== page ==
The New Democrats’ federal revenue critic has some tough words for Whitehorse MP Ryan Leef.
Hoang Mai was in Whitehorse on Tuesday for an AGM with the federal NDP’s local chapter. He also attended a public meeting to discuss the closure of Whitehorse’s Canada Revenue Agency office.
“We believe in having a more efficient government, but the last thing you should do is cut services. The government did promise that with the $5.2-billion (federal budget) cuts there would not be cuts to services, and (it is) also being very secretive about it,” said Mai.
In September, the federal government quietly closed the Whitehorse CRA office. It’s a move that will leave the city’s most vulnerable with nowhere to go for help filing their taxes, says Carol Church, owner of H&R Block in Whitehorse, who organized Tuesday’s meeting.
“What we’re seeing now is the impact on the ground in terms of cuts. The fact that they’re shutting down CRA offices, that will really impact the most vulnerable. We talked about seniors, low income … new immigrants … those cuts are not responsible,” said Mai.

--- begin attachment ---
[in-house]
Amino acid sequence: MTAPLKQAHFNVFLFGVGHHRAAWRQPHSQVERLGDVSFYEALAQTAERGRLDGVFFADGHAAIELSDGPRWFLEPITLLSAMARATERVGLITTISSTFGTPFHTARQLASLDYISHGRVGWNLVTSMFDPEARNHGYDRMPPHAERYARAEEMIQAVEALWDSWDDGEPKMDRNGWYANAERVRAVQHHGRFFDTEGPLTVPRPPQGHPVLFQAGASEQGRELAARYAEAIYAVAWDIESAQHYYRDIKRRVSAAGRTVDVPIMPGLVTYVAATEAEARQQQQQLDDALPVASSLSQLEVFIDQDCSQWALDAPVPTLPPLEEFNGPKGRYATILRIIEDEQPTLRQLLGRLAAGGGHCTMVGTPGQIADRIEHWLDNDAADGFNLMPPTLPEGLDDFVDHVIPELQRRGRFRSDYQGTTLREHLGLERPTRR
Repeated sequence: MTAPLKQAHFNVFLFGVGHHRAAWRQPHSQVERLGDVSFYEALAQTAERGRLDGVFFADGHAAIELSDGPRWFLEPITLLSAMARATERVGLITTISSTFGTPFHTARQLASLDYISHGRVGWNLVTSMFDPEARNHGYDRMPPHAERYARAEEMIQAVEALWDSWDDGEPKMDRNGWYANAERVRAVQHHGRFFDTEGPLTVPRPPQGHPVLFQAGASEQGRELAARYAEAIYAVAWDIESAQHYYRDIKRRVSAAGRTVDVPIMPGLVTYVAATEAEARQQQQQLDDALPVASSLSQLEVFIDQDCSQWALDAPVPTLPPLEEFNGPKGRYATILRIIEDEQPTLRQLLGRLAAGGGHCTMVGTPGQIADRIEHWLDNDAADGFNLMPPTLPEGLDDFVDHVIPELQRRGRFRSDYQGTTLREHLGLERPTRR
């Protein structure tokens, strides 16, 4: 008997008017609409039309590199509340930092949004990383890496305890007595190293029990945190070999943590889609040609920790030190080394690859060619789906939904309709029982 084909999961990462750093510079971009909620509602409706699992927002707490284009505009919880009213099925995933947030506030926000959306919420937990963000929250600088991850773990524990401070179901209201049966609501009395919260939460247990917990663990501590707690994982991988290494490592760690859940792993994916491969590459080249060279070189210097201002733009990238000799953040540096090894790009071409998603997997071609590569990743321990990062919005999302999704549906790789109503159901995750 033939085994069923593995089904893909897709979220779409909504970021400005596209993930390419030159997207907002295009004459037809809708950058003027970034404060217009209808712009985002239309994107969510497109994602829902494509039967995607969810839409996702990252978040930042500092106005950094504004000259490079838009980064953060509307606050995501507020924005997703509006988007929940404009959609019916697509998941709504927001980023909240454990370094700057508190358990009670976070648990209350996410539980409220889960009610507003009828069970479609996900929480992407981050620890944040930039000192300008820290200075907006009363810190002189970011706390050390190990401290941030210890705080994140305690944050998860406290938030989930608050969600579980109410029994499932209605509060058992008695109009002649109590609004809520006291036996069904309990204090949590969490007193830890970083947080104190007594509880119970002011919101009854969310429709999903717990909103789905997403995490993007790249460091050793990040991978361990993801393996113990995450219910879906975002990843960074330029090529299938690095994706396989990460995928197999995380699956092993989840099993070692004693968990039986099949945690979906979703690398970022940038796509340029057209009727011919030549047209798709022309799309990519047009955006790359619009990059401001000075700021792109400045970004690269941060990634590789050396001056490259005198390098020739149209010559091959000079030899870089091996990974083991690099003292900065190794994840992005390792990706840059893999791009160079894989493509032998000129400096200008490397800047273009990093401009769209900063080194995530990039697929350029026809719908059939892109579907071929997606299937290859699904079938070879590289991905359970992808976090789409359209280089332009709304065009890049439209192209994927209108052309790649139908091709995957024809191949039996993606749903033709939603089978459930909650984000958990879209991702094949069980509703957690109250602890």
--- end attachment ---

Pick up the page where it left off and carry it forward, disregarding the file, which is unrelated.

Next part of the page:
No one showed up to discuss the closure with Mai, but there was another reason for his presence at the meeting.
Church presented Mai with a petition, now at more than 1,700 signatures, asking Ottawa to reopen the CRA office. It’s the same petition that Leef promised to deliver himself.
Leef made the promise at a public meeting via conference call on Friday to hear concerns about the office closure. He also offered to run over-the-counter tax services from his constituency office in Whitehorse.
But that’s a hollow promise, as far as Church and Mai are concerned.
“It’s not a solution. I mean, a CRA – there’s an expertise that he doesn’t necessarily have. There are actually some obligations in terms of confidentiality. A member of Parliament should not substitute himself or herself for another government department. You can’t give specific advice, and we’re talking about legal advice. The job of CRA is also to educate people. I don’t think that’s something that an MP can do,” said Mai.
“I’ve spoken with the minister Gail Shea in the house. The national revenue minister is not really addressing the cuts. She’s talking about people not using those services, only 2.5 per cent of people use those services but when you look at it, it’s a lot of people,’” Mai said.
He plans to table the petition in Parliament once the House of Commons resumes sitting next week, he said.
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